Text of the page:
I think companies and their owners and creditors know one thing: They can write off losses in 2017 under the old corporate tax rates, at 35%, thus getting the government to pick up 35% of the tab of their losses via lower taxes. In 2018, the new tax law applies and all kinds of uncertainties have yet to be ironed out, and these companies – the owners and creditors – are thinking (I assume) that it’s better to try to recognize the loss in 2017, support it with a Chapter 11 filing, and pull the write-off into 2017 against a tax rate of 35%, rather than 21% in 2018. A tax-law change of this drastic nature motivates people jump through all kinds of hoops to save some money – including waiting in line for hours to pay property taxes early, a hitherto unthinkable strategy. And I think this is the likely suspect for the spike.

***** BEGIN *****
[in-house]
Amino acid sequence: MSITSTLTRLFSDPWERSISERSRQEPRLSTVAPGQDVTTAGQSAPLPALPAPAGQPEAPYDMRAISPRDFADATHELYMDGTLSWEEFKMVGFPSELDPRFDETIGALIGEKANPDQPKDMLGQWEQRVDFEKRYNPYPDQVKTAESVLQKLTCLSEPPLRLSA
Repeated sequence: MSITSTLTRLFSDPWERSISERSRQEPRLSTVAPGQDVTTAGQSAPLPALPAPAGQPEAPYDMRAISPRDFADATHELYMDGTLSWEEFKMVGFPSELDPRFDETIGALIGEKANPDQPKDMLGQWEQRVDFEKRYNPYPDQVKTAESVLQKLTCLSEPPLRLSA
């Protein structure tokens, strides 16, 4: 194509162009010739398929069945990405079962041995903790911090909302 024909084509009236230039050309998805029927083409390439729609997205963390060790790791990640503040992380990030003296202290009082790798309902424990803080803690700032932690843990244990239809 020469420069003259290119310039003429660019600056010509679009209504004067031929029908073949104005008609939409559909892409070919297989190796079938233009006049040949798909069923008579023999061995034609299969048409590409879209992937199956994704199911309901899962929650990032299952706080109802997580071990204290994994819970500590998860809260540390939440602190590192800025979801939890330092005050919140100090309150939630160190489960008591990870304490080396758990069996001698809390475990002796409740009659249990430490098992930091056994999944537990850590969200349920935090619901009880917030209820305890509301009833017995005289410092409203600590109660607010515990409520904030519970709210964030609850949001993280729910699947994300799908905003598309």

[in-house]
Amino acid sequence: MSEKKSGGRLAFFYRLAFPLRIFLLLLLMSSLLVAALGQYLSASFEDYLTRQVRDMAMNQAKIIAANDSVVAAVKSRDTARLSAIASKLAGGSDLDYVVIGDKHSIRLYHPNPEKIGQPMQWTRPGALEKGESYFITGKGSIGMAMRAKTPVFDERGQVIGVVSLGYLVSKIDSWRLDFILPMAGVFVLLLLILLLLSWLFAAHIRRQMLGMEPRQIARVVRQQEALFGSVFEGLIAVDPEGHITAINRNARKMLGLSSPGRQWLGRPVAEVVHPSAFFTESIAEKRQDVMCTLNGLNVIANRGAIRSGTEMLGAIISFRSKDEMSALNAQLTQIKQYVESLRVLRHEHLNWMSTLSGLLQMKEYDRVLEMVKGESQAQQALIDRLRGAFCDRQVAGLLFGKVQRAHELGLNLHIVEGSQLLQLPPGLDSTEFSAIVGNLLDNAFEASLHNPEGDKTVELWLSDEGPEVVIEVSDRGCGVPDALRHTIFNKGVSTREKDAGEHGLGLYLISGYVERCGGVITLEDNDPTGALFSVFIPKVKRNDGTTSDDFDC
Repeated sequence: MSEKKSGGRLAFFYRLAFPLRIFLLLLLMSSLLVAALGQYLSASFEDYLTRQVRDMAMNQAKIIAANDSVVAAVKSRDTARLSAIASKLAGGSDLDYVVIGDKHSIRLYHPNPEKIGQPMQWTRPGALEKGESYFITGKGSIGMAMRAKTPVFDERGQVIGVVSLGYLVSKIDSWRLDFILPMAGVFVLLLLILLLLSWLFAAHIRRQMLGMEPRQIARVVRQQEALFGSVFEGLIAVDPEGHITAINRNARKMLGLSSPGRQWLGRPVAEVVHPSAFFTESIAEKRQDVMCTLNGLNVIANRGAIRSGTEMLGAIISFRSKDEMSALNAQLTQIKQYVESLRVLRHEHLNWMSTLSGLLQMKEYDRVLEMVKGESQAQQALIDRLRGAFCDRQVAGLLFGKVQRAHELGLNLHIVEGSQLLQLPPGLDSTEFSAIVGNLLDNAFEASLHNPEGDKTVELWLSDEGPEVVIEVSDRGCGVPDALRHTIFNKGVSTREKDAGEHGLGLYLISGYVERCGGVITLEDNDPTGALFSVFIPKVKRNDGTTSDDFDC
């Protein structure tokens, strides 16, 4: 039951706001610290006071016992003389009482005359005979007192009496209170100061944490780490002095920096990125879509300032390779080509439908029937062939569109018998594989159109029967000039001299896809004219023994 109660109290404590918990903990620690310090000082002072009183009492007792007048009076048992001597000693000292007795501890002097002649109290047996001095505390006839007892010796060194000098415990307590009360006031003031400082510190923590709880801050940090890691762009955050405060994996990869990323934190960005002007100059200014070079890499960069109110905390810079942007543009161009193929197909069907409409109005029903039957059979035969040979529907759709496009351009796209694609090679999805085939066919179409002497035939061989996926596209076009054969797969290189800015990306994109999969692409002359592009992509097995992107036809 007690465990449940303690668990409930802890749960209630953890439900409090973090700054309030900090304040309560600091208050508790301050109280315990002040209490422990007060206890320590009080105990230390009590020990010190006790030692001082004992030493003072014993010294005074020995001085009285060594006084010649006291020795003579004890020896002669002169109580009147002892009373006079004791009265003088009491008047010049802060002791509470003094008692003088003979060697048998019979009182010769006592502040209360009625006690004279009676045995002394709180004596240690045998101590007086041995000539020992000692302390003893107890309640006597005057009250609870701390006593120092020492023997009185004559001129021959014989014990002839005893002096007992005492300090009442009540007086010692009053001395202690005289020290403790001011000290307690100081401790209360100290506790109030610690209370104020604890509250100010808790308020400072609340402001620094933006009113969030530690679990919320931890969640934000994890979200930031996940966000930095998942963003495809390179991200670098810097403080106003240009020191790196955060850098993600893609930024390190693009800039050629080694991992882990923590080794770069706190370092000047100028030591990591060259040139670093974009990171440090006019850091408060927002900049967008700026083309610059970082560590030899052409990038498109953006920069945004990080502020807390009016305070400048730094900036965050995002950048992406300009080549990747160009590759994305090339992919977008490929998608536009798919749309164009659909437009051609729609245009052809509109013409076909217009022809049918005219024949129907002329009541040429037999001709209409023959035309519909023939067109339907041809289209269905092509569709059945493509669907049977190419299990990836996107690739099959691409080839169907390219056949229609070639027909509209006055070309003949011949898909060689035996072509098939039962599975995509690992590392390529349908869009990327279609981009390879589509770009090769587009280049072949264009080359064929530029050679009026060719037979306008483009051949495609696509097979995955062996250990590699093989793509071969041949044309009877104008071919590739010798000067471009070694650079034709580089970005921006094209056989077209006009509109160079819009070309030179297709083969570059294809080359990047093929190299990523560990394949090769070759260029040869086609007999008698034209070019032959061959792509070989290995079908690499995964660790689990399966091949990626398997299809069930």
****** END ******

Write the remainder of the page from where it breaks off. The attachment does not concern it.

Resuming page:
Wonderful history lesson about the robber barons. Go read.
The U.S. is now living through a second Gilded Age. Where once the robber barons were millionaires, today they’ve added a few zeros to their wealth and became billionaires. However, they act with no-less impunity, but a greater sense of entitlement. The Trump administration, together with the Republican-controlled Congress, are functional shills for the current generation of robber barons. As evident from the recently-passed tax bill, legislators jump when their big-money donors order them to deliver the goods — and they did. The U.S. economy has rebounded from the 2007-2009 “great recession,” with the stock market hitting new highs, unemployment the lowest in a generation and home prices recovering. But Americans still haven’t regained the wealth they lost, with incomes remaining stagnant and, on the whole, working Americans worse off than since the late-1990s.